How Covid Changed the Clergy in New York

During the deadliest months of the coronavirus pandemic, when many New Yorkers needed their faith communities most, places of worship were closed or operating with attendance limits. The comfort of grieving with family and friends, the comfort of communal prayer rituals, and the joy of birth and wedding ceremonies were missing.

The absence took a profound physical, spiritual and emotional toll, not only for the faithful, but also for members of the clergy who were struggling to serve the faithful from afar. The needs of the parishioners were endless. The responsiveness of the clergy was sometimes limited by illness, distance, and the number of hours in the day.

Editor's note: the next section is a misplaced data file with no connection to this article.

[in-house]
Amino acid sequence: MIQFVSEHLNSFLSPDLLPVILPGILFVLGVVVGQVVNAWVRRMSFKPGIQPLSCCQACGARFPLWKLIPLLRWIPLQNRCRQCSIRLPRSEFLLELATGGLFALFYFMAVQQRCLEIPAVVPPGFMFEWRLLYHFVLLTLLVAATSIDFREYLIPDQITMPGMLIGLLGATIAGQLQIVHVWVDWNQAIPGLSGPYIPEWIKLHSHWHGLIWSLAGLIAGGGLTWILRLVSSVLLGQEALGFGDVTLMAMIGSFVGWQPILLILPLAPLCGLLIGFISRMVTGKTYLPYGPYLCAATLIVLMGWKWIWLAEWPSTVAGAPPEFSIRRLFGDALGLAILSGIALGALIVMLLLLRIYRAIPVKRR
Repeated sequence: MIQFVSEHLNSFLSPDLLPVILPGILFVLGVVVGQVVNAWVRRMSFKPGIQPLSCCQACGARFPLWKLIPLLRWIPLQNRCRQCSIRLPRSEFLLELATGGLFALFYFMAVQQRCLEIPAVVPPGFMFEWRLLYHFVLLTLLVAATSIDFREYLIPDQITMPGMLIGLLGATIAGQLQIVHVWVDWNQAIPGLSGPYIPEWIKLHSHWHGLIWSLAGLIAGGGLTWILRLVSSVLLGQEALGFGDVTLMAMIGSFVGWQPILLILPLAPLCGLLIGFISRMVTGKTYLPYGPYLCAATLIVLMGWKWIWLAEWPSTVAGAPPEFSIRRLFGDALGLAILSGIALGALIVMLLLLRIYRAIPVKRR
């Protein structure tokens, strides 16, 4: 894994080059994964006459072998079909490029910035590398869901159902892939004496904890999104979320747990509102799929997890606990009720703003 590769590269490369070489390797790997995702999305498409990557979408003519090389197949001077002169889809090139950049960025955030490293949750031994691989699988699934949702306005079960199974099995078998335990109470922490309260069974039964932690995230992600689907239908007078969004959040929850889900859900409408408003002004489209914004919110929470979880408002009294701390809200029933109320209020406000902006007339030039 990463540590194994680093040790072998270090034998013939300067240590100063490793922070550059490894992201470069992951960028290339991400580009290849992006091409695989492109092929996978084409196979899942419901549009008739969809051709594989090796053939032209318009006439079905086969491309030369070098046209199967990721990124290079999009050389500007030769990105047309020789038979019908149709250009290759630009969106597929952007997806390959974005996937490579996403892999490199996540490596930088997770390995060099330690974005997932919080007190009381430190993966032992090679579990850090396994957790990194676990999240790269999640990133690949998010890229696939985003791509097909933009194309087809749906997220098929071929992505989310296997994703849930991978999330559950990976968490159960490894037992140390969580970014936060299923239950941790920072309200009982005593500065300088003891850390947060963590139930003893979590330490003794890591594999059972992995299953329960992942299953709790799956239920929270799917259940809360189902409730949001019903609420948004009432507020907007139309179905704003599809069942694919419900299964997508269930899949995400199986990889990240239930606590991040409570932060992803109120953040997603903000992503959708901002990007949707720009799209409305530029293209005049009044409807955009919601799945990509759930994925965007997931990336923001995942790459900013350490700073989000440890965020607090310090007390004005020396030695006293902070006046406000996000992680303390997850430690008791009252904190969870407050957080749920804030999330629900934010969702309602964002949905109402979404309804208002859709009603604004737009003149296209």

Priests, rabbis, imams, and ministers relied on the teachings of their religions to comfort their flocks and themselves. They also employed modern technology, including Facebook Live and Zoom, to safely pray with parishioners.

This month, Ramadan, Holy Week and Passover overlap, and New Yorkers are gathering at their places of worship, many for the first time in two years, now that many COVID-19 restrictions have been lifted. And while some places of worship appear to be returning to a semblance of normalcy, conversations with clergy members revealed the profound ways the pandemic has upended their lives and work.

The interviews below have been condensed and edited for clarity.

My grandmother used to say that “problems will bring you to your knees”. It will change your position. Covid certainly brought us to our knees.

Even while the churches were closed, the churches began to grow. More people tuned in online, including the spiritual but not religious. They were looking for answers and felt that those answers were not necessarily found in traditional places of worship. There was certainly a homecoming: a call to invest in our own spiritual growth and to really ask the hard questions. What am I doing? Because I am here? And why was I saved?